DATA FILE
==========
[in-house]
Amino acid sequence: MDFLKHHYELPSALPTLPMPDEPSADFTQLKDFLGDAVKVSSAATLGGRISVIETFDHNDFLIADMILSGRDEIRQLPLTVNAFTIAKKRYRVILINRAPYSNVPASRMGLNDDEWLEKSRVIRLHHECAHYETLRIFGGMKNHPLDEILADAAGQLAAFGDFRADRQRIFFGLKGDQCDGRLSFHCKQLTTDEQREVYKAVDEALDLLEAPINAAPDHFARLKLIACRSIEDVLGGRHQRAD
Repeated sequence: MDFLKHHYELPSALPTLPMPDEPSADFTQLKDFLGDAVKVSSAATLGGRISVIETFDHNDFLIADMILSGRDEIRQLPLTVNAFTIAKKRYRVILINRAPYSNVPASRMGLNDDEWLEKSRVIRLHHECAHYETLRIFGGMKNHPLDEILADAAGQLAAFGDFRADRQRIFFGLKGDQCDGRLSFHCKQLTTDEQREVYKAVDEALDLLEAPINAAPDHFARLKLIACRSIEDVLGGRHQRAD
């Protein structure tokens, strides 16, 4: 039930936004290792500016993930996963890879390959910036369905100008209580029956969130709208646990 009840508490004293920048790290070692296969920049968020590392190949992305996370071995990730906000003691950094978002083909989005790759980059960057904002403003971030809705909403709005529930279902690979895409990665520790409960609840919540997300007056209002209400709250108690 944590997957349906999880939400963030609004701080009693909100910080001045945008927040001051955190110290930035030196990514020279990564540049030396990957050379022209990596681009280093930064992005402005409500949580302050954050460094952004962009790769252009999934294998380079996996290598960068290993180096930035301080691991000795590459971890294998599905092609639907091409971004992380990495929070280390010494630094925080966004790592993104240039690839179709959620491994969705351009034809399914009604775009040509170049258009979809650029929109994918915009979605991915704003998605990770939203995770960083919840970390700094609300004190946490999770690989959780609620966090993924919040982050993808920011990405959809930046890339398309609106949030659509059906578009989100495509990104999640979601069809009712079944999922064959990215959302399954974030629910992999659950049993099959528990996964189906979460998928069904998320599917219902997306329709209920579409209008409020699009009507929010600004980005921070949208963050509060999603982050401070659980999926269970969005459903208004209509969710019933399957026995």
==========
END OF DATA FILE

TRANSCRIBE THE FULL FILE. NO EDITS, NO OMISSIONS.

[in-house]
Amino acid sequence: MDFLKHHYELPSALPTLPMPDEPSADFTQLKDFLGDAVKVSSAATLGGRISVIETFDHNDFLIADMILSGRDEIRQLPLTVNAFTIAKKRYRVILINRAPYSNVPASRMGLNDDEWLEKSRVIRLHHECAHYETLRIFGGMKNHPLDEILADAAGQLAAFGDFRADRQRIFFGLKGDQCDGRLSFHCKQLTTDEQREVYKAVDEALDLLEAPINAAPDHFARLKLIACRSIEDVLGGRHQRAD
Repeated sequence: MDFLKHHYELPSALPTLPMPDEPSADFTQLKDFLGDAVKVSSAATLGGRISVIETFDHNDFLIADMILSGRDEIRQLPLTVNAFTIAKKRYRVILINRAPYSNVPASRMGLNDDEWLEKSRVIRLHHECAHYETLRIFGGMKNHPLDEILADAAGQLAAFGDFRADRQRIFFGLKGDQCDGRLSFHCKQLTTDEQREVYKAVDEALDLLEAPINAAPDHFARLKLIACRSIEDVLGGRHQRAD
């Protein structure tokens, strides 16, 4: 039930936004290792500016993930996963890879390959910036369905100008209580029956969130709208646990 009840508490004293920048790290070692296969920049968020590392190949992305996370071995990730906000003691950094978002083909989005790759980059960057904002403003971030809705909403709005529930279902690979895409990665520790409960609840919540997300007056209002209400709250108690 944590997957349906999880939400963030609004701080009693909100910080001045945008927040001051955190110290930035030196990514020279990564540049030396990957050379022209990596681009280093930064992005402005409500949580302050954050460094952004962009790769252009999934294998380079996996290598960068290993180096930035301080691991000795590459971890294998599905092609639907091409971004992380990495929070280390010494630094925080966004790592993104240039690839179709959620491994969705351009034809399914009604775009040509170049258009979809650029929109994918915009979605991915704003998605990770939203995770960083919840970390700094609300004190946490999770690989959780609620966090993924919040982050993808920011990405959809930046890339398309609106949030659509059906578009989100495509990104999640979601069809009712079944999922064959990215959302399954974030629910992999659950049993099959528990996964189906979460998928069904998320599917219902997306329709209920579409209008409020699009009507929010600004980005921070949208963050509060999603982050401070659980999926269970969005459903208004209509969710019933399957026995």